For workplaces to attract and retain great employees, there needs to be leaders who have a vivid vision of the type of environment they want to create and how they can implement change that leads to a workplace where employees feel valued and the company thrives.
One of those traits is vision. The concept of “vision” is all about having a vivid mental image of what you want to accomplish. The vision in your mind should be so clear and strong, that it will help make your goal become a reality.
Many businesses or entrepreneurs will start their endeavor by carefully crafting a vision statement. These statements will communicate the overall goals of your business. But extraordinary leaders will also include how the workplace will feel and how they want to engage employees in the process.
In fact, a good vision statement includes three elements
- Your Purpose
- Your Goals
- Your Values
A great leader needs to start with a powerful vision for her goal. It is so much easier to lead people when you have a concrete idea of where you want to go. You can also build a team around you that will help you make that vision a reality.
Research shows that when employee’s find a vision statement meaningful, they are 18% more likely to be engaged than average.
The best leaders have a vision that follows the three elements above, and they will not waiver from its path until they reach their goal.
Why It’s Important in the workplace:
You need to have a vision for the workplace because it is going to keep you on track.
Think of your vision as your goals or dreams. It’s what you want in business, and it gives you something concrete to build towards as you move forward.
Great achievers harness visualization as a powerful tool to
This vision you create will propel you towards success. When you constantly think about your goals, visualize achieving them and think about how you will feel when you reach them, you will find that your brain begins looking for things to help make that happen. It’s called the RAS system.
For those of you who want the full scientific breakdown, go Google. But for a quick study, it’s the Reticular Activating System (RAS) or your brain’s “auto-pilot.” Your RAS is the thing that analyzes what incoming information is actually relevant to you (and your survival), and lets only the most important stuff through – it actively blocks the rest of the info (so you are not aware of it. So if you are focused on your vision, your brain starts showing you and helping you connect more of the things that help you accomplish your mission.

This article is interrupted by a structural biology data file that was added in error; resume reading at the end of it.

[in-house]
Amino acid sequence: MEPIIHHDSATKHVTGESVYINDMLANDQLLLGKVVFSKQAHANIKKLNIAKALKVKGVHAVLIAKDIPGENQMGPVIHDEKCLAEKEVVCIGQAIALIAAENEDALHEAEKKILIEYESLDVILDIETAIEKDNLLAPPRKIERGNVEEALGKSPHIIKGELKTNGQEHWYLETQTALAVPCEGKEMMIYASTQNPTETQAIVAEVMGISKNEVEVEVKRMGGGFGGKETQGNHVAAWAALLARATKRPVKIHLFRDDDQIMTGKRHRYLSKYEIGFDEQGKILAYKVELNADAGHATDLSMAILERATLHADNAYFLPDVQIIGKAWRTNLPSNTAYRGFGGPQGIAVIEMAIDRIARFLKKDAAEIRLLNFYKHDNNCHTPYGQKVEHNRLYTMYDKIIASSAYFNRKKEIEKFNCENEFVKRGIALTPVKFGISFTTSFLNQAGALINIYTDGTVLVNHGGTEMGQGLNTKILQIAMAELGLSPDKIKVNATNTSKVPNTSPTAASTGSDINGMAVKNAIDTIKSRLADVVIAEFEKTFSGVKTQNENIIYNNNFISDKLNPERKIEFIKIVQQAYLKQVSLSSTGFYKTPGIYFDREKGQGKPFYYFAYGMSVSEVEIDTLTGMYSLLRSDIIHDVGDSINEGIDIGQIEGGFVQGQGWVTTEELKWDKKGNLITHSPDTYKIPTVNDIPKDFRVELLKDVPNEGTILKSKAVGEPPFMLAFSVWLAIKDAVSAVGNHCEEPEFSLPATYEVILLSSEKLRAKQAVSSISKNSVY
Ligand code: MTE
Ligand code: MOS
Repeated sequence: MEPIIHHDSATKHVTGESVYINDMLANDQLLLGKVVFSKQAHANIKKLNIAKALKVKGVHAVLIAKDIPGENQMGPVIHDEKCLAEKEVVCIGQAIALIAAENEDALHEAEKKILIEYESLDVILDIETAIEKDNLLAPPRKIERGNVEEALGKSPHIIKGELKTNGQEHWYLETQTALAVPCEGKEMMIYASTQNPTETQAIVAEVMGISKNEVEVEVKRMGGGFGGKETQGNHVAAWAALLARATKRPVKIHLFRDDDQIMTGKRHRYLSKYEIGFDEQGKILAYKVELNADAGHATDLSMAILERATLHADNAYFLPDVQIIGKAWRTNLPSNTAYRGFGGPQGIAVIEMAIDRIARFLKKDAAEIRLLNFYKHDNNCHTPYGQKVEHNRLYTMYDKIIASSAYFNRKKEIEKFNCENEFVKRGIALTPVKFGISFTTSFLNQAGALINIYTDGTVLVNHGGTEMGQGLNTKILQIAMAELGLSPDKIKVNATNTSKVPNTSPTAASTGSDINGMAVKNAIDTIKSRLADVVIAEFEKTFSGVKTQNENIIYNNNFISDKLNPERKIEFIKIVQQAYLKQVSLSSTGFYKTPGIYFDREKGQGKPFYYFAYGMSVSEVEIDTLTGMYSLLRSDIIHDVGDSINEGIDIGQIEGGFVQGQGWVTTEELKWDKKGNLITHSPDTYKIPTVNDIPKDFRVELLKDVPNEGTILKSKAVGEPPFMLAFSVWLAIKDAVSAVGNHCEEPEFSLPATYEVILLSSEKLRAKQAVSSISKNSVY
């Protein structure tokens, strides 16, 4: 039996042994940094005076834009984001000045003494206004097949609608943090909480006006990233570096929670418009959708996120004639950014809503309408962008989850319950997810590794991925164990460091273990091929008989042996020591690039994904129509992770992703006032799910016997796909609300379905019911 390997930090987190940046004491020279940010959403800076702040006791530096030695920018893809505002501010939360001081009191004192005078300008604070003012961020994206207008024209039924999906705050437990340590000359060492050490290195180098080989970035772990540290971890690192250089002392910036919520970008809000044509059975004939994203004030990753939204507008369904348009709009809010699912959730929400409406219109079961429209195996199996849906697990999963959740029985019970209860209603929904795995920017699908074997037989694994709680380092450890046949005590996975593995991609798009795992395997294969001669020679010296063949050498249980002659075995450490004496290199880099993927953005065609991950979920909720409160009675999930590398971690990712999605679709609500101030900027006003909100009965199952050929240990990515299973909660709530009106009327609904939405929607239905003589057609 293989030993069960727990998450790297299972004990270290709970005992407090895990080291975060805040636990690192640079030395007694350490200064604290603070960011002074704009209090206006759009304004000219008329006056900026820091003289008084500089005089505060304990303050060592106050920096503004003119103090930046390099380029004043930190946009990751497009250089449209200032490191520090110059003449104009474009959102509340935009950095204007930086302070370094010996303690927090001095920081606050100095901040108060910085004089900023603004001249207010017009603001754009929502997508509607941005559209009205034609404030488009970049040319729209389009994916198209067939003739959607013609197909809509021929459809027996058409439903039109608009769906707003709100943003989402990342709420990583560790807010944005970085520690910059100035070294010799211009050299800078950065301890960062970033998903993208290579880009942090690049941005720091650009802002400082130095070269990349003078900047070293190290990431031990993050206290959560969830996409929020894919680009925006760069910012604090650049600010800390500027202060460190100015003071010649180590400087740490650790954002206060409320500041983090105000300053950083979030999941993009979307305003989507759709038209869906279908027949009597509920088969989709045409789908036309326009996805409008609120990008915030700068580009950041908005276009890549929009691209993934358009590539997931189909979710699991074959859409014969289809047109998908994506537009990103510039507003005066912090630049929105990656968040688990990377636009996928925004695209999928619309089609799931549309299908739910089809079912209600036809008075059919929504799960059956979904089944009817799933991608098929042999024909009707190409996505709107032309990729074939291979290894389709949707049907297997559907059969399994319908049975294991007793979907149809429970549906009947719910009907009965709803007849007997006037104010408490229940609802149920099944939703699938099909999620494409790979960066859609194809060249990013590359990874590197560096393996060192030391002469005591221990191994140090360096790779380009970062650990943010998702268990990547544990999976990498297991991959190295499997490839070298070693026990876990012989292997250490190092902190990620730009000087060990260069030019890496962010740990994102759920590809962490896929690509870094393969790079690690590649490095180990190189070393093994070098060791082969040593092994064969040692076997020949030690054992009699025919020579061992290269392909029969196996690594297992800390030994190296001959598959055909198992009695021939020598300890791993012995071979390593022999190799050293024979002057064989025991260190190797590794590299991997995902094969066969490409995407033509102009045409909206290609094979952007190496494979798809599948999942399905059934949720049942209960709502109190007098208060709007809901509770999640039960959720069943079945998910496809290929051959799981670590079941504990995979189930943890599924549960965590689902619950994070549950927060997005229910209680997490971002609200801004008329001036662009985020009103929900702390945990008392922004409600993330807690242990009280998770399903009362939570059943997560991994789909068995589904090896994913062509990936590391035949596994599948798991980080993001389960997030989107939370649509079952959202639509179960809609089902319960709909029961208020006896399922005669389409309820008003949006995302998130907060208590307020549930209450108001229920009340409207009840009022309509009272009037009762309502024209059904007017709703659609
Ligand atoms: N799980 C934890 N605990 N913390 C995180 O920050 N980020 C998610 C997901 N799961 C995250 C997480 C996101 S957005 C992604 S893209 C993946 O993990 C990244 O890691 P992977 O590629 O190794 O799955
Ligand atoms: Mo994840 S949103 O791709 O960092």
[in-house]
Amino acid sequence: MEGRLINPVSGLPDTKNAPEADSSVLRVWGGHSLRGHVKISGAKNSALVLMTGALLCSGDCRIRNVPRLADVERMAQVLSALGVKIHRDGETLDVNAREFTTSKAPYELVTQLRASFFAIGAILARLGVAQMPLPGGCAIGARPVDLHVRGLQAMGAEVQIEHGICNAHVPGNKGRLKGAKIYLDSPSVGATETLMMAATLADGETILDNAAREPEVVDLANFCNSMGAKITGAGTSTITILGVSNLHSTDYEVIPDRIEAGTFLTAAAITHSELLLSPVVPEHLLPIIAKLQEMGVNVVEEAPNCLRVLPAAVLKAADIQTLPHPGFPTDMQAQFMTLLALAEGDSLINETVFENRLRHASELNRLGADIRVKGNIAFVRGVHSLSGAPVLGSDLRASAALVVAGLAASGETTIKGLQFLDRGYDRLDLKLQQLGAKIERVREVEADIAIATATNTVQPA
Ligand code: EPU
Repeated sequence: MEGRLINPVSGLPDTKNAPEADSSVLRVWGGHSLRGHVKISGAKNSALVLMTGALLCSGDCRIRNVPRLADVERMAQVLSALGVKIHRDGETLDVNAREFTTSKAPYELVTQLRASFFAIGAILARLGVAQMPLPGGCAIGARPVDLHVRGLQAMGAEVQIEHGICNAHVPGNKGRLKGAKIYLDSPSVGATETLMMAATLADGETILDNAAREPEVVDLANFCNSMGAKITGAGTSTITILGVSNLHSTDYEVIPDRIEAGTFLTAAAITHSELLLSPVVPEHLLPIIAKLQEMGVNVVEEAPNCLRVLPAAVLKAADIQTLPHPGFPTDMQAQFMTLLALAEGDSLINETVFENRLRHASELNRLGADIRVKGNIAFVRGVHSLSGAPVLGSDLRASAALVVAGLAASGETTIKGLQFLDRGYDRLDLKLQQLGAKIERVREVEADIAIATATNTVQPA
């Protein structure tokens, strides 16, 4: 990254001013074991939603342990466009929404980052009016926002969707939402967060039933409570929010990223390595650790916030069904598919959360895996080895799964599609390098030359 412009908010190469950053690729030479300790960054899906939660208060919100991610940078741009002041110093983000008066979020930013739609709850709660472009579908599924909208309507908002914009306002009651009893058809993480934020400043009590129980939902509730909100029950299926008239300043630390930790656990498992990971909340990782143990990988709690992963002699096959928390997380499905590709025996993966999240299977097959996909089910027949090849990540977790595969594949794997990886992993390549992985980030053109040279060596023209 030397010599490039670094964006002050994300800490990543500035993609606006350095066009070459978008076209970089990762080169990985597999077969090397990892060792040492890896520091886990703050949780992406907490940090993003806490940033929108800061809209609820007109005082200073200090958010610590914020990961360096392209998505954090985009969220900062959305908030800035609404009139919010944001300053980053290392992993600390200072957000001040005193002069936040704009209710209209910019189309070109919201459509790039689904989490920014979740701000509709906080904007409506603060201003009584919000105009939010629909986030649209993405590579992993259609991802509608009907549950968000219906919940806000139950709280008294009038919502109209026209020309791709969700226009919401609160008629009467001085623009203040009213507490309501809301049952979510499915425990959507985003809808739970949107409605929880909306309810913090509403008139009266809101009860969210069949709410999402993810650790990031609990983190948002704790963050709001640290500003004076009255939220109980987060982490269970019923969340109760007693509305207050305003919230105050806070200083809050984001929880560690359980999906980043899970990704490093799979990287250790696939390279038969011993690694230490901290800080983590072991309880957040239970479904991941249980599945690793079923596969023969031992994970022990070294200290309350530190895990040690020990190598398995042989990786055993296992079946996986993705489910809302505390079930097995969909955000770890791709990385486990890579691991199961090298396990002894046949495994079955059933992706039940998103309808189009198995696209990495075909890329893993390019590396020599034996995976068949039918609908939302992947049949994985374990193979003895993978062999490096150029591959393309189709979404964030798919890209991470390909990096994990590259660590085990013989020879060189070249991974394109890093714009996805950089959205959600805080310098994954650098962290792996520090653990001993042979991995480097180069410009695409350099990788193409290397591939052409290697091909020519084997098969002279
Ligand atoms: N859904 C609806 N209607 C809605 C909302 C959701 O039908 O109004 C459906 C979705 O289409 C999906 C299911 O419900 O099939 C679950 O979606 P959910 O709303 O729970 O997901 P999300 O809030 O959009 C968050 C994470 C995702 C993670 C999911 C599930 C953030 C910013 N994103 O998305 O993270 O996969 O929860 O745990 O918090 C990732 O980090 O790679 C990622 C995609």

I am not talking about some esoteric theory that thinking about your goals will manifest them in the universe. There is nothing wrong with that belief, but visualization itself is merely a tool. You don’t have to think about it on a mystical level. Your brain is already hardwired to help you do that. Having an overall vision of what you want in your professional life gives you something to work towards and helps you get there. You will face obstacles and adversity, your plans will change, but having an overall vision will help you meet any issues head-on. You will confront these obstacles head-on because you know exactly where you are heading.
Create your unique Vision Statement! Exciting right? This statement should reflect what your overall goal or dream is in your professional life. Below you will find a simple template you can use to help you along the way.
Who Are You? List the core values that you refuse to abandon along the way to your goals
(ex. I will always put family first, I’ll treat employees with respect, I believe in honesty, Integrity matters.)
What’s Your Purpose?
What is the overall purpose ? What is it that you want to accomplish more than anything else
(ex. I want to be the leading software deign company, I want to promote from within whenever possible, )
How Are You Going To Get There?
What are 3-5 goals that you will begin to work on to propel you towards your overall purpose? (ex. I am going create an employee advisory committee, I will implement a people-first culture, I will create culture centered hiring practices)
Now, put all of these together into a single paragraph below (be as creative as you want) and you will have your first professional vision statement.
Don’t be afraid to work on tweaking this as you grow and progress towards your vision.
Using your list of goals, create a vision board to help keep them in mind. Find images of your goals, online, or in magazines, and post them to a board that you keep in plain sight. Study others who are doing things well. Jot down what is working well for them. You can do this on your computer as well, and make the board your background image or something similar.
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